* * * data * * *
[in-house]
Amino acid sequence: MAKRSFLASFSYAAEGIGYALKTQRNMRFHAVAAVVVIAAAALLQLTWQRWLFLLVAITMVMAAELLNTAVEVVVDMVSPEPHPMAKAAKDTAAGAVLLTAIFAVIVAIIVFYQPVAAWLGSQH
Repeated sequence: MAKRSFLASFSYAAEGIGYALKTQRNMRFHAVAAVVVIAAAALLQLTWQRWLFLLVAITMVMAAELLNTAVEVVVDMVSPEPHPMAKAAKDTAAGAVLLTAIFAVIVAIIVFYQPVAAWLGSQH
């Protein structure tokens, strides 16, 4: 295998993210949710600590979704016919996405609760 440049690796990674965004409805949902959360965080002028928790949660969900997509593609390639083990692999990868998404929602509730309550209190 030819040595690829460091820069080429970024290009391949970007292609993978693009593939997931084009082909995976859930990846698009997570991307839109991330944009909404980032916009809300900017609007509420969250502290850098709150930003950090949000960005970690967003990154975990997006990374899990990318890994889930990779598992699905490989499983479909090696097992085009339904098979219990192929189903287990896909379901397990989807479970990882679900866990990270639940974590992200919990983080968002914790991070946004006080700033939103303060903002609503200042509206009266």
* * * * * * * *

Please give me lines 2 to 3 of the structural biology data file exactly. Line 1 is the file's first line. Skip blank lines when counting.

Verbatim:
Amino acid sequence: MAKRSFLASFSYAAEGIGYALKTQRNMRFHAVAAVVVIAAAALLQLTWQRWLFLLVAITMVMAAELLNTAVEVVVDMVSPEPHPMAKAAKDTAAGAVLLTAIFAVIVAIIVFYQPVAAWLGSQH
Repeated sequence: MAKRSFLASFSYAAEGIGYALKTQRNMRFHAVAAVVVIAAAALLQLTWQRWLFLLVAITMVMAAELLNTAVEVVVDMVSPEPHPMAKAAKDTAAGAVLLTAIFAVIVAIIVFYQPVAAWLGSQH